Written by Guy M. Richard |
Sunday, September 18, 2022
Trials, according to James, are not scheduled or planned. They come into our lives when we least expect them to. They so often catch us by surprise. We don’t know when we will face trials; all we know is that we will face them, and we must be ready. There is, therefore, both a certainty and an uncertainty associated with all our trials.
In exhorting us to “Count it all joy…when you meet trials of various kinds,” James is laying before us one of the most difficult challenges in the Christian life (James 1:2). It is an other-worldly challenge. How can we “count it all joy” when we are going through the most heart-breaking or heart-wrenching of circumstances? How can we rejoice when the world as we know it is falling apart?
I once heard a story about a friend of mine who went to visit a member of his congregation in the hospital. The member had a young son, around 2 years old or so, and the son was dying. When this friend of mine walked into the hospital room, he saw the mother of the child sitting in a rocking chair holding her son in her arms. Almost as soon as he walked in the child took his last breath and died in his mother’s lap. As tears were streaming down her face, the mother looked up at my friend and, in the midst of incredible grief and pain, asked my friend to lead them in singing the Doxology.
It is relatively easy to “count it all joy” when things are going well around us. When God’s will matches our own will for our lives, it is easy to be a Christian and to “count it all joy.” But when those two things don’t add up—when God’s will for our lives and our will for our lives don’t match—that is when things get hard. We all marvel at those occasions, like the one described above, when we see brothers and sisters in Christ rejoicing in the midst of incredibly difficult circumstances. But how do we actually begin to do it ourselves when things fall apart in our own lives?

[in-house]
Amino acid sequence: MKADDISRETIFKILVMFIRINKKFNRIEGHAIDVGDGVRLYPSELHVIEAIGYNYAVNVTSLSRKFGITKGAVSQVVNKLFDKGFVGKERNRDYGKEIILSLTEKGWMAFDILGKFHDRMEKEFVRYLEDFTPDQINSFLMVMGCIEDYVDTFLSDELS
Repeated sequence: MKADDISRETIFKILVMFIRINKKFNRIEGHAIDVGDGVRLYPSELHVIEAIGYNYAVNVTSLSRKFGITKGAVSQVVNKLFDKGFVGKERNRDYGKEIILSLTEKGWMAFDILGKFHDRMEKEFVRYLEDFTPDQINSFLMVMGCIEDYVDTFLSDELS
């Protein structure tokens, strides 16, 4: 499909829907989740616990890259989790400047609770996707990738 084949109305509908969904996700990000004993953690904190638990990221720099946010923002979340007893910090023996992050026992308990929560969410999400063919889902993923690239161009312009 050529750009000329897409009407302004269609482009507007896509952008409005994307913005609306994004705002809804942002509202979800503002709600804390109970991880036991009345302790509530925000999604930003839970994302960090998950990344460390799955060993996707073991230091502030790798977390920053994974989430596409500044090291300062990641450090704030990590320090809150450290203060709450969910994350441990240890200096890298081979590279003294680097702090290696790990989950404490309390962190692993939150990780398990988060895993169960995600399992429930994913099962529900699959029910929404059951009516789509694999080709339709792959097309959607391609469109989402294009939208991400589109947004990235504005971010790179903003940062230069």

I think James 1:2-4 helps us to answer this question. It doesn’t do so comprehensively to be sure, but it does give us a real answer as to how we can “count it all joy” in the midst of heart-breaking circumstances. This passage has at least three things to teach us about trials and how we can consider them worthy of rejoicing in. We will look at the certainty and uncertainty of our trials; the consistency and inconsistency of our trials; and the regard and disregard we should have for our trials.
The Certainty and Uncertainty of Our Trials
The first thing we can see is that James is highlighting both the certainty and the uncertainty of our trials. Notice that James is mentioning trials right from the beginning of his epistle. He could have started out talking about sin or temptation or wisdom or the tongue or a variety of other subjects. Why start with trials? I think the answer is because he is writing to “the twelve tribes in the Dispersion” (v. 1) who are living as strangers in foreign lands and, therefore, are undergoing trials and tribulations accordingly.
But, if that is true, who exactly are the “twelve tribes in the Dispersion”? The phrase is similar to one that Peter uses at the beginning of his first letter: “elect exiles of the dispersion” (1 Pet. 1:1). We know that Peter is clearly speaking of Christians who have been scattered throughout the surrounding nations, because he then goes on to describe them by way of their “obedience to Jesus Christ” and by the fact that they have been washed “with his blood” (1 Pet. 1:2). James would seem to be using Old Testament language—“the twelve tribes”—in order to connect the Old Testament people of God to the New Testament people of God. Christians are not a separate people but, as Paul says, we are “the Israel of God” (Gal. 6:16), those who are also children of Abraham by way of our faith in Jesus Christ. By referring to Christians as “the twelve tribes,” James is focusing attention upon the certainty of the trials and tribulations that would have been experienced by Christians in the dispersion. They would be similar to those experienced by their Jewish forebears as well.
We can also see this emphasis upon the certainty of trials in James’s use of the word “when” in verse 2. He doesn’t say, “Count it all joy, my brothers, if you meet trials of various kinds” but “when you meet trials.” The trials are certain. They will happen. We can take that to the bank. It is not a question of “if” but of “when.”
James also highlights the uncertainty of our trials by speaking of them as something we “meet” (v. 2). This word occurs two other times in the New Testament: once in the Parable of the Good Samaritan in Luke 10 and once in the account of Paul’s shipwreck in Acts 27. In Luke 10, we read about a man who is traveling from Jerusalem to Jericho and, on the way, “meets” robbers who strip him and beat him and leave him for dead.